Why Breast Milk Is Better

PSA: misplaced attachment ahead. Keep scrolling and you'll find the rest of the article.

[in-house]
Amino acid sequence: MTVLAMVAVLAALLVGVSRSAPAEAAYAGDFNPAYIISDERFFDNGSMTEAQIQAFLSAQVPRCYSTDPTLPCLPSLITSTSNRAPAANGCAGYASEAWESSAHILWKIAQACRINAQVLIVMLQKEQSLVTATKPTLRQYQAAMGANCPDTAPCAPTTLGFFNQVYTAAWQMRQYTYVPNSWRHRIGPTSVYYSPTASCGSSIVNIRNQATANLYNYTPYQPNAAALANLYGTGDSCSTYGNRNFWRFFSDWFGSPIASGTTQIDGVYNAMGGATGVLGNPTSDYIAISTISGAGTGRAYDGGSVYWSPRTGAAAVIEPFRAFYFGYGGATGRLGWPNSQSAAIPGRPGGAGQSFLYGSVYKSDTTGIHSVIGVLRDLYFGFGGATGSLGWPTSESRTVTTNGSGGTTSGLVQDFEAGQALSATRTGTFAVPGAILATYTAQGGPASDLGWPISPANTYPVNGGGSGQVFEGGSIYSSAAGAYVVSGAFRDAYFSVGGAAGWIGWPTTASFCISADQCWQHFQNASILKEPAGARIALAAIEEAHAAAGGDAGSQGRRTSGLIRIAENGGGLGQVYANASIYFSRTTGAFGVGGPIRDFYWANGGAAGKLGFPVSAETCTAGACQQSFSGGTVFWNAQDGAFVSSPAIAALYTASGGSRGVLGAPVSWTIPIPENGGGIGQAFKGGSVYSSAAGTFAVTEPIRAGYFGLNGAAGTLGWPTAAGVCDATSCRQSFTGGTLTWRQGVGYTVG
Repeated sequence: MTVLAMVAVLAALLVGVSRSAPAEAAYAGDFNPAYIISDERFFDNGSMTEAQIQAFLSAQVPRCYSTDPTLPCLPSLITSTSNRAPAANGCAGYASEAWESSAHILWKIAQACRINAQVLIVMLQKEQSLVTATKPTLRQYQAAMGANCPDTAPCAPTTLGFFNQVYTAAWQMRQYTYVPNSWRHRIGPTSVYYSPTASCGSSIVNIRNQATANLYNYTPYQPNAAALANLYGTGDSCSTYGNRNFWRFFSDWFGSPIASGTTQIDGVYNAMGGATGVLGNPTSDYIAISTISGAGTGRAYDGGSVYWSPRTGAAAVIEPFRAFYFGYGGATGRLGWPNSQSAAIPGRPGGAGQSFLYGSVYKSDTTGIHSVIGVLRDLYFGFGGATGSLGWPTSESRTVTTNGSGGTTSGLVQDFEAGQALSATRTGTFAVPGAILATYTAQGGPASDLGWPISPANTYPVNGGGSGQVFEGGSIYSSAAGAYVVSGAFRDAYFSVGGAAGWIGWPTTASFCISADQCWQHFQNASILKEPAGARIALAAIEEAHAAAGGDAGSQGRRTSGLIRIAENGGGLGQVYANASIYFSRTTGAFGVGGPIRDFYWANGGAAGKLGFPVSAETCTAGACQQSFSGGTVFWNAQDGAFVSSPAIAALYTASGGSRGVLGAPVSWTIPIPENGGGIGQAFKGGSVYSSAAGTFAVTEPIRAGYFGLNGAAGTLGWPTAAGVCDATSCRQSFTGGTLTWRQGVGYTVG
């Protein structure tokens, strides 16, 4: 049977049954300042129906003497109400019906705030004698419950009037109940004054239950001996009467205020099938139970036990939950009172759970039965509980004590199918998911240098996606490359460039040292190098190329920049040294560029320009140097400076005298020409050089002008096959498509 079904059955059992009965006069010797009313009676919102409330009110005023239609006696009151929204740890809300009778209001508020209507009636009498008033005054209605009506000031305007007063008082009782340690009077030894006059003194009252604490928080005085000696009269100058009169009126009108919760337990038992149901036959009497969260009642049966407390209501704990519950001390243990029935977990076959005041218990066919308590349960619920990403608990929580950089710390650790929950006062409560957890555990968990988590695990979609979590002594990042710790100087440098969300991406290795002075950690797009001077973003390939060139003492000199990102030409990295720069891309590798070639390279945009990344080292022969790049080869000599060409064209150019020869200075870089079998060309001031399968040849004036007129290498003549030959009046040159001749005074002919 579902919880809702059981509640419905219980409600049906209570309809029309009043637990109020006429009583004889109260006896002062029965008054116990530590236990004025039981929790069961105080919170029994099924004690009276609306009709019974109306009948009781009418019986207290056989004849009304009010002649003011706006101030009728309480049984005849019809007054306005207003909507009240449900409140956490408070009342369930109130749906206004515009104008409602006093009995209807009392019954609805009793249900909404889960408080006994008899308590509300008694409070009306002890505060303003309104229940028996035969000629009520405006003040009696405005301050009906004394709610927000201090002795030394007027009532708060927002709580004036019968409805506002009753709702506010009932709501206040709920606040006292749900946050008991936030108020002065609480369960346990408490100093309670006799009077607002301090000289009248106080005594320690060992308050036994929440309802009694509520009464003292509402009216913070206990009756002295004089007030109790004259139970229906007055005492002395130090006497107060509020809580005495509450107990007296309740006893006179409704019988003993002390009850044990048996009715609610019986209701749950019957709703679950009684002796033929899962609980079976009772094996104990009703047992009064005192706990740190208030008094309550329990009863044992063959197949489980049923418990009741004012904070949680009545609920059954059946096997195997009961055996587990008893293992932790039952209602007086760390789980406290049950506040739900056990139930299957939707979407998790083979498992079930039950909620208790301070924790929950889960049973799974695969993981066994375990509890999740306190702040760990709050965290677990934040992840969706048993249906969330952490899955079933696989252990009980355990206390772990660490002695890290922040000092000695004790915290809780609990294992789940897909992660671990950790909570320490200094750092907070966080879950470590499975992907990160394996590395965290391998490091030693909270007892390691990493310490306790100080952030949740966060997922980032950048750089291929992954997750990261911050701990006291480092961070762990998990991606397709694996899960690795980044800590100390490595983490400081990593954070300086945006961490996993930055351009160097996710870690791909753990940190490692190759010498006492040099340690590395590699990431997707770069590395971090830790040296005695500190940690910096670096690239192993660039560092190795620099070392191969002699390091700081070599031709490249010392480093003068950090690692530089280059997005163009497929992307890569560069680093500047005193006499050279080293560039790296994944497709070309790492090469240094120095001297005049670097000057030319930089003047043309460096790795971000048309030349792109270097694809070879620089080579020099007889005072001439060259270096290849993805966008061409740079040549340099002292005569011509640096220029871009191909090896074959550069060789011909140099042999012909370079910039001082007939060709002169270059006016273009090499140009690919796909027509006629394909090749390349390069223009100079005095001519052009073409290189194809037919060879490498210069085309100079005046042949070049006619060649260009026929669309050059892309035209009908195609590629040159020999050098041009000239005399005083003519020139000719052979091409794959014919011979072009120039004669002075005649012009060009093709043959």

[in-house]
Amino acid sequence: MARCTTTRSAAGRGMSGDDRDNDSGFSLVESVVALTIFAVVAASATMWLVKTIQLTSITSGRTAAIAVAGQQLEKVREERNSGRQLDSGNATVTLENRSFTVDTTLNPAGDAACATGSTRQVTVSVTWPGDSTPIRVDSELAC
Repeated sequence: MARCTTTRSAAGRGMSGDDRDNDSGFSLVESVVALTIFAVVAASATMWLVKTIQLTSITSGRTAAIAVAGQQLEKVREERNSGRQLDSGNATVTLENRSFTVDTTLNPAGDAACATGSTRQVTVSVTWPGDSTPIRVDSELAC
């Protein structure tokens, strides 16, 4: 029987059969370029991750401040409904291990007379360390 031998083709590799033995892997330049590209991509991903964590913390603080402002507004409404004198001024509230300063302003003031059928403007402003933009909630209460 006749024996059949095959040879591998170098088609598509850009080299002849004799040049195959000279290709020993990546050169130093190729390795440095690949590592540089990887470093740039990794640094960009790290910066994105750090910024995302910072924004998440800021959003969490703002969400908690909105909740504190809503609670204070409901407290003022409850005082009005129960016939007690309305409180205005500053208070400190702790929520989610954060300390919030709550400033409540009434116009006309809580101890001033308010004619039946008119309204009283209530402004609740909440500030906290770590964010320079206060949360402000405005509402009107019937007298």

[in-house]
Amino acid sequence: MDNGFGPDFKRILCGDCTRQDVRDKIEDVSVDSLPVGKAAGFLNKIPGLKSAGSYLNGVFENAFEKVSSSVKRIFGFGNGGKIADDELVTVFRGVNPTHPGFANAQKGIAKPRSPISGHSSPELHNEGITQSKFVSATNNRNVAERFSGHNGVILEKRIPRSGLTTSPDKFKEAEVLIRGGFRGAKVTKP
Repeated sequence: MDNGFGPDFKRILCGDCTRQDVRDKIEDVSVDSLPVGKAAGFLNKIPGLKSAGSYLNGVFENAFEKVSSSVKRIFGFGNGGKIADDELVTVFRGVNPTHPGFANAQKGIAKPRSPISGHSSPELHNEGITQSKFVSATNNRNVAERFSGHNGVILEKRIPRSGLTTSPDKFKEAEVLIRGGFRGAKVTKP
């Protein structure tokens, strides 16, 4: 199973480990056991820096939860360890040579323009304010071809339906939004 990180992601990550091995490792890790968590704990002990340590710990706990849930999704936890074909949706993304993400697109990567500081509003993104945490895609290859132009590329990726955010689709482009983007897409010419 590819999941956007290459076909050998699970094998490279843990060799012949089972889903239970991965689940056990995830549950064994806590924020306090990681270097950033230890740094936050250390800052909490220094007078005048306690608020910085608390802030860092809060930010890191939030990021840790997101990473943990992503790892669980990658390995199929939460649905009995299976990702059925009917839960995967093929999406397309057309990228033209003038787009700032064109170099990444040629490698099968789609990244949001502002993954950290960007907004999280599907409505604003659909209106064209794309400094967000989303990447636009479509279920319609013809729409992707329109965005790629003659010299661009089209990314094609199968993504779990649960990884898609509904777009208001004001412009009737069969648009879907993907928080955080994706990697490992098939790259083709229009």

University of Illinois scientists have recently learned a new way to observe the different effects that breast and formula milk have on developing babies. The results confirm and give greater clarity about the already common understanding that breast milk is ideal. “For the first time, we can see that breast milk induces genetic pathways that are quite different from those in formula-fed infants. Although formula makers have tried to develop a product that’s as much like breast milk as possible, hundreds of genes were expressed differently in the breast-fed and formula-fed groups,” said Sharon Donovan, a University of Illinios professor of nutrition. “The intestinal tract of the newborn undergoes marked changes in response to feeding. And the response to human milk exceeds that of formula, suggesting that the bioactive components in breast milk are important in this response,” she added “An infant’s gut has to adapt very quickly. A new baby is coming out of a sterile environment, having received all its nutrients intravenously through the placenta. At that point, babies obviously must begin eating, either mother’s milk or formula. “They also start to become colonized with bacteria, so it’s very important that the gut learns what’s good and what’s bad. The baby’s body needs to be able to recognize a bad bacteria or a bad virus and fight it, but it also needs to recognize that even though a food protein is foreign, that protein is okay and the body doesn’t want to develop an immune response to it,” she said. It’s during this stage that if something goes wrong babies can develop inflammatory bowel disease,  food allergies,  and even asthma. “We’re very interested in frequent sampling at this early period of development,” she added. Next on the list for Donovan is to learn how bacteria in the gut differ in formula- and breast-fed babies, which should be feasible due to  this technique. “Now we’ll be able to get a complete picture of what’s happening in an infant — from the composition of the diet to the microbes in the gut and the genes that are activated along the way.” .

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